IV - The West steps in to market the product we all know

History continues in the West during the Renaissance. Rabelaisthe enlightened author and physician, has given us a nugget in the history of personal hygiene. Imagine Gargantua,a giant with an unusual daily routine, discussing the various materials used to wipe his buttocks with his father. An endless list where everything seems inadequate for this delicate giant. And here it is, for the first time, paper enters the scene. However, Gargantua, an astute critic, deemed it inappropriate, arguing that it had the unfortunate tendency to irritate the private parts. Paper, then a young player in the hygiene drama, was already in the running, but not without some growling from the giant.

At that time in Europe, paper was precious, almost a luxury. More than just a forecasting tool, almanacs became practical hangers, suspended by a cleverly placed rope. And, between us, their use wasn’t limited to reading, was it?

Then came the era of industrialization, transforming paper from a rare treasure into a common good. The avalanche of newspapers, the revolution in periodicals, all contributed to making paper more accessible. However, the big change came outside China, where fresh paper for more intimate purposes became a reality .

E n 1857, New York entrepreneur Joseph Gayetty took the bold step of creating the very first commercial toilet paper. Each leaf proudly bore its own name, a clever reminder of what we were dealing with. And to boost sales, the product was presented as a medicinal marvel, a panacea for hemorrhoids. The year 1890 saw the advent of the roll, thanks to Clarence and Irvin Scott, also enshrined in the annals of paper. One year later, Seth Wheeler improved the concept with perforated lines, putting an end to the eternal debate: roll over or roll under?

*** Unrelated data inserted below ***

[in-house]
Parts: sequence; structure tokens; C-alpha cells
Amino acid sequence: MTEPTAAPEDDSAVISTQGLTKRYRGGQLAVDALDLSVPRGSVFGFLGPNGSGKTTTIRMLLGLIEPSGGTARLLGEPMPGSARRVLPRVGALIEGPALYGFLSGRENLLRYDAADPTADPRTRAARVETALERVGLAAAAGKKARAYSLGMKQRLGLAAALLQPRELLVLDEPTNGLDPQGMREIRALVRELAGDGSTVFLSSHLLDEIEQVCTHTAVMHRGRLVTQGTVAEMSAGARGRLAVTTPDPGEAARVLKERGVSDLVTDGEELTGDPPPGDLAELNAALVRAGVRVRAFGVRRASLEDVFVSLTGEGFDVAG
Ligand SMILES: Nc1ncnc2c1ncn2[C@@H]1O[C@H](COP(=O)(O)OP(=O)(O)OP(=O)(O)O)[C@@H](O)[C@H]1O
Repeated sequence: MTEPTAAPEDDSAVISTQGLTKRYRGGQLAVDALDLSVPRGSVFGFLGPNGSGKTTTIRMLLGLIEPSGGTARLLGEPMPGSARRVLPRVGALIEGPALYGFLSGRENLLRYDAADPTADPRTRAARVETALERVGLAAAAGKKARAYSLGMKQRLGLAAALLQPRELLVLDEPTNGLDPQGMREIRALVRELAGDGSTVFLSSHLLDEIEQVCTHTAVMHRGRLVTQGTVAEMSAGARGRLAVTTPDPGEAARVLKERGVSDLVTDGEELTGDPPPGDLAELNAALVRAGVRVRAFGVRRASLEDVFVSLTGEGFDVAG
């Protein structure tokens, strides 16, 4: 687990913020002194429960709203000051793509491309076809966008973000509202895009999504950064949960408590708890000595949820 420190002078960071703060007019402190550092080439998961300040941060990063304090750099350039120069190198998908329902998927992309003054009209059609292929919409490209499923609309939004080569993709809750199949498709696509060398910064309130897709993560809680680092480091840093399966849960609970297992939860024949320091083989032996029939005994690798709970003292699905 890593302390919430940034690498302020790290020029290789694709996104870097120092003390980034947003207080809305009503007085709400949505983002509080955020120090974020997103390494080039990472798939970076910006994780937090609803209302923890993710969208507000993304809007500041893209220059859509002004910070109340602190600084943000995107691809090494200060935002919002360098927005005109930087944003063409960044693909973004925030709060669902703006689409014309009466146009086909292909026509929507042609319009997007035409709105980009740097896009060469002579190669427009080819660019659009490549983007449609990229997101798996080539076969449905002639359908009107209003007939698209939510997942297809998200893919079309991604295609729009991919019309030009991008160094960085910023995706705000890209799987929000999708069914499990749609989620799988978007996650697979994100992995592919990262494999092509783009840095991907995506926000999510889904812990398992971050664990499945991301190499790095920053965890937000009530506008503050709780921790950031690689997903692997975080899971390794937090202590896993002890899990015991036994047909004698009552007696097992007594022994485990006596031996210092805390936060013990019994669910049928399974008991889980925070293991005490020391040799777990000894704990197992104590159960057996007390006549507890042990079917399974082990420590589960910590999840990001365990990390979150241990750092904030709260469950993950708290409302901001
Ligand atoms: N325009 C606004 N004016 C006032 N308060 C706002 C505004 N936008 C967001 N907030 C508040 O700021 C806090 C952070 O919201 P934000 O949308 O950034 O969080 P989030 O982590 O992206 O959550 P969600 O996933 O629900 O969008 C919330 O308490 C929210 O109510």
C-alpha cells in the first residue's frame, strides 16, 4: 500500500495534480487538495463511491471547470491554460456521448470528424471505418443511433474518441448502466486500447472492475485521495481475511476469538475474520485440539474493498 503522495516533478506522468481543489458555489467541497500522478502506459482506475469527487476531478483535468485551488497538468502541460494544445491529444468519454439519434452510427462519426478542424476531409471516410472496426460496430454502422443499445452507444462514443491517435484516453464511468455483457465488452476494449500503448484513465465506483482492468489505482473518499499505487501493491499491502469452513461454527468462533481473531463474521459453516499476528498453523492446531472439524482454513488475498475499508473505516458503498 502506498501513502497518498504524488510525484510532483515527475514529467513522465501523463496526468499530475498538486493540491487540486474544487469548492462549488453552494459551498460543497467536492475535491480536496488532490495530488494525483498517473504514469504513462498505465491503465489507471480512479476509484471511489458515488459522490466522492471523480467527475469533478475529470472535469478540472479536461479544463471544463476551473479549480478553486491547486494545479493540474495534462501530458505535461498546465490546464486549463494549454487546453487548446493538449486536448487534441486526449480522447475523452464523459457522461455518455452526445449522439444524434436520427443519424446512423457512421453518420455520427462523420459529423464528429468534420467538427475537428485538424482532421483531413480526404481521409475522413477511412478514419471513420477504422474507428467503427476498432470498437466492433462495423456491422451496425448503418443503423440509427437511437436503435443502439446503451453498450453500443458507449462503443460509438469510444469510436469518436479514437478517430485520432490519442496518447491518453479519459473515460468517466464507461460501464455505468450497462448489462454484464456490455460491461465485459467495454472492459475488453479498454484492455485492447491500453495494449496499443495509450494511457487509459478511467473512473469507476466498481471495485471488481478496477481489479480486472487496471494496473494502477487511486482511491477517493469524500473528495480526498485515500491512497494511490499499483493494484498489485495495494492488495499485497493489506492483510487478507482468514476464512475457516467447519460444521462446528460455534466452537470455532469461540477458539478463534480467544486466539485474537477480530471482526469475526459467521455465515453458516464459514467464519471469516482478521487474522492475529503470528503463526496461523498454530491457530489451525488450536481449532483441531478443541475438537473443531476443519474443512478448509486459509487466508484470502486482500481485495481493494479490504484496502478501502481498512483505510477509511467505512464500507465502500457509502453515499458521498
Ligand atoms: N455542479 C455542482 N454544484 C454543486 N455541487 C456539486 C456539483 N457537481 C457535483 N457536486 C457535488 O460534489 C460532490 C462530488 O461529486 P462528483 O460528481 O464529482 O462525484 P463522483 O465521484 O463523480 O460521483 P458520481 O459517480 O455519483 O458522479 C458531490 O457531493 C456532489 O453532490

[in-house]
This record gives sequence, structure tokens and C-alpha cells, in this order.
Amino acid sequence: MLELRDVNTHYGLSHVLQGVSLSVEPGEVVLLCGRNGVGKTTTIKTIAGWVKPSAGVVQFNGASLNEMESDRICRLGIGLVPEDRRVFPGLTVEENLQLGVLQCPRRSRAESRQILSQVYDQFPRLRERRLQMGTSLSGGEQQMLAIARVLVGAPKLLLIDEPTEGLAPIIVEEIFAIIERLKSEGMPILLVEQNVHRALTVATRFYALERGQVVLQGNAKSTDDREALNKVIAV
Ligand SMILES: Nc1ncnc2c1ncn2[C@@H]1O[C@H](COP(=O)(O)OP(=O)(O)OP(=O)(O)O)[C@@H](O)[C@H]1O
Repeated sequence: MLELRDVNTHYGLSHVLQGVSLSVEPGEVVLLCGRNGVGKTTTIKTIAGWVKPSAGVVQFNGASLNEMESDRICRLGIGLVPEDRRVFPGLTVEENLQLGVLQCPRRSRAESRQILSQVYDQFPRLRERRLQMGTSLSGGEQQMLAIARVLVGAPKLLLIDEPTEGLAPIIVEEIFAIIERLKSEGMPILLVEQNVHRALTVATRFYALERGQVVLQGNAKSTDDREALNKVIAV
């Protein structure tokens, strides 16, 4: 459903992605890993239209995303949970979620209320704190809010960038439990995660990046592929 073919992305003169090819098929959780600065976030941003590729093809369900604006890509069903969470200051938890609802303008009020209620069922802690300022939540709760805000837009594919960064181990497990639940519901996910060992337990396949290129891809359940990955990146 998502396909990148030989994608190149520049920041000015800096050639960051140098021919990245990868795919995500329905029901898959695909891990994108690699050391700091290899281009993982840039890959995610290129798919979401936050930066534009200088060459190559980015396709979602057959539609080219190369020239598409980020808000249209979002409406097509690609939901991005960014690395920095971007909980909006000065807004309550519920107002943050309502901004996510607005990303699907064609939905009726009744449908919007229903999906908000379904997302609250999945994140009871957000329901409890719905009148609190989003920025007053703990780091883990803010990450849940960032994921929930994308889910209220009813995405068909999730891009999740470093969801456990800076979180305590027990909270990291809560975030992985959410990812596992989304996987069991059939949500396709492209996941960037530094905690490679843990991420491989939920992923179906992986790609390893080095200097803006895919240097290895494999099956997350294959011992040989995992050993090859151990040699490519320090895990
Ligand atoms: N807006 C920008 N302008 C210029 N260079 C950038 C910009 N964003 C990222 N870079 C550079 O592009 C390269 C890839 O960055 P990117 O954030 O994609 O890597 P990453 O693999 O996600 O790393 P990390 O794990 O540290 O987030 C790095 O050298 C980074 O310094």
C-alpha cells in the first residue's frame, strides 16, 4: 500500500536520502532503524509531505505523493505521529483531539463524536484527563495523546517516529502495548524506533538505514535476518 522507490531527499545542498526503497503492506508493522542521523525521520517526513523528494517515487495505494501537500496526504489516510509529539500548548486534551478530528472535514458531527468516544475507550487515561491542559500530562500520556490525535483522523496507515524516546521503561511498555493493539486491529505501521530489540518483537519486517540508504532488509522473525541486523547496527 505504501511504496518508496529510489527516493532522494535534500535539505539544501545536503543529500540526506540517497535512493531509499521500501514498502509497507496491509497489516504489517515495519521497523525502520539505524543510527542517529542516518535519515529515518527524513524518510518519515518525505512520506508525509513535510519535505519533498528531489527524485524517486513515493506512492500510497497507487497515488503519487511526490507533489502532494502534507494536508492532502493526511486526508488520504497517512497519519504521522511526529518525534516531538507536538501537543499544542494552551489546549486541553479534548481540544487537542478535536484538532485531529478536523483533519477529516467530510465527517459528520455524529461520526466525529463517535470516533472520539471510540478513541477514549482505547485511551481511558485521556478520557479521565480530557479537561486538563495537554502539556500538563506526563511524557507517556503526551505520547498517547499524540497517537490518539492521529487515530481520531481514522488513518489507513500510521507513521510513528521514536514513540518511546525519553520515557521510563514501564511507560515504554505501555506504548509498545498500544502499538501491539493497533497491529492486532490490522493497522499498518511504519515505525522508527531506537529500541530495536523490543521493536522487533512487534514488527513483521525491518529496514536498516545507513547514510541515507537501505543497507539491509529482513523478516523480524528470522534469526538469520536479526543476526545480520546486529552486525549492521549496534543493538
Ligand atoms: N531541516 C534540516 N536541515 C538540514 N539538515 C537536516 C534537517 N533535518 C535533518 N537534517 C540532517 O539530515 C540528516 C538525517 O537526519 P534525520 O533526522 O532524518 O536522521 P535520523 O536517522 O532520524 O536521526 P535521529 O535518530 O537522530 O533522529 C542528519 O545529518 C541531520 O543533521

Then, in the 1920s, the Hoberg Paper Company launched a toilet paper specifically designed for women, the famous “Charmin”.Charmin“.Goodbye medicinal properties, hello feminine softness. It was the beginning of a new era for toilet paper.

Toilet paper entered its golden age, becoming a flamboyant symbol of the economic revival after the Second World War. The 1950s and 1960s, with their growing prosperity, opened the doors of comfort to all, particularly in Germany and France. The exponential growth in production led to a significant drop in price, making toilet paper the jewel in the crown for every household. A revolution no one could have expected, but one that has rolled out the carpet of wellness in our loos.

Rest assured, if you use our ICI Toilettes app, you’ll be able to find the toilet closest to you, and they will feature actual toilet paper! 

The (not so) cheeky story of public toilets!

The (not so) cheeky story of public toilets!


It’s quite a story, that of the appearance of public toilets! Often a subject of ridicule, public toilets remain a need and an essential social right in urban environments. Today, we’re sharing their history with you, from their creation by the Roman Emperor Vespasian to today’s women’s urinals.

A urine tax, seriously?!